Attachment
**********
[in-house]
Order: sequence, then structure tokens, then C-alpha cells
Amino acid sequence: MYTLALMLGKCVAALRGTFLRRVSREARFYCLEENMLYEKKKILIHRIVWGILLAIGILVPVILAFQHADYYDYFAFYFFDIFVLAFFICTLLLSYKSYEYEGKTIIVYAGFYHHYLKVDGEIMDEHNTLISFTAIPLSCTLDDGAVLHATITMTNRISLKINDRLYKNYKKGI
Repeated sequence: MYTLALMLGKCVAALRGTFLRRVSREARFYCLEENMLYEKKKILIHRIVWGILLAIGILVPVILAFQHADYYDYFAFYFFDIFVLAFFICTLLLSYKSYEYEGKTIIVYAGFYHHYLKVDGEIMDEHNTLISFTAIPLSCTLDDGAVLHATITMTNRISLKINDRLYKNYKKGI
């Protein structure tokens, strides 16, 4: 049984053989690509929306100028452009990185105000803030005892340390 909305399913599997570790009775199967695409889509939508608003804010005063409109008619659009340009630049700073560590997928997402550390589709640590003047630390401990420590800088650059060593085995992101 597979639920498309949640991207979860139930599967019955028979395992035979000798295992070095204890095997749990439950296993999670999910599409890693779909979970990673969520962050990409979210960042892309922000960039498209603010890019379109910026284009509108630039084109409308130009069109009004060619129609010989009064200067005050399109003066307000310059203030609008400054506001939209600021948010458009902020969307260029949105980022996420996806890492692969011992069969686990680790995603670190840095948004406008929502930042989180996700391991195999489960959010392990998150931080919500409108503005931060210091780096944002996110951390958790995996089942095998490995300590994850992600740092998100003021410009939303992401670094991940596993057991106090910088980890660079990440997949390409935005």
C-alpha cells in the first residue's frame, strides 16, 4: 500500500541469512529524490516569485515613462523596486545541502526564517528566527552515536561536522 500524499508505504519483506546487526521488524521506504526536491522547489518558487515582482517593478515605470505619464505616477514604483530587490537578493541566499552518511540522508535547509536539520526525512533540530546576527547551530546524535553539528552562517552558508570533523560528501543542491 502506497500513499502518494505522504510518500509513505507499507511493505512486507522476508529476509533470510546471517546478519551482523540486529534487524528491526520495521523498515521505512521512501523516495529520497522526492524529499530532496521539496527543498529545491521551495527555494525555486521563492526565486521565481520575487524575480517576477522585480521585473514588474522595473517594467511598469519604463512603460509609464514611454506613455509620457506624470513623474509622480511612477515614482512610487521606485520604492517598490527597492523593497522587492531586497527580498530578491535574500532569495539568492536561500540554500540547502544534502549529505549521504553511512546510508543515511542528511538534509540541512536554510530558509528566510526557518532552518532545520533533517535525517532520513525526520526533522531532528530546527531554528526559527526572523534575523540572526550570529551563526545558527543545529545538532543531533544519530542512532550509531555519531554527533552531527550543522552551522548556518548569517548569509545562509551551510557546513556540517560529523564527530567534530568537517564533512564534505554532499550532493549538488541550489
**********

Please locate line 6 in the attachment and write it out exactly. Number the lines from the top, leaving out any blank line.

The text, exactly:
C-alpha cells in the first residue's frame, strides 16, 4: 500500500541469512529524490516569485515613462523596486545541502526564517528566527552515536561536522 500524499508505504519483506546487526521488524521506504526536491522547489518558487515582482517593478515605470505619464505616477514604483530587490537578493541566499552518511540522508535547509536539520526525512533540530546576527547551530546524535553539528552562517552558508570533523560528501543542491 502506497500513499502518494505522504510518500509513505507499507511493505512486507522476508529476509533470510546471517546478519551482523540486529534487524528491526520495521523498515521505512521512501523516495529520497522526492524529499530532496521539496527543498529545491521551495527555494525555486521563492526565486521565481520575487524575480517576477522585480521585473514588474522595473517594467511598469519604463512603460509609464514611454506613455509620457506624470513623474509622480511612477515614482512610487521606485520604492517598490527597492523593497522587492531586497527580498530578491535574500532569495539568492536561500540554500540547502544534502549529505549521504553511512546510508543515511542528511538534509540541512536554510530558509528566510526557518532552518532545520533533517535525517532520513525526520526533522531532528530546527531554528526559527526572523534575523540572526550570529551563526545558527543545529545538532543531533544519530542512532550509531555519531554527533552531527550543522552551522548556518548569517548569509545562509551551510557546513556540517560529523564527530567534530568537517564533512564534505554532499550532493549538488541550489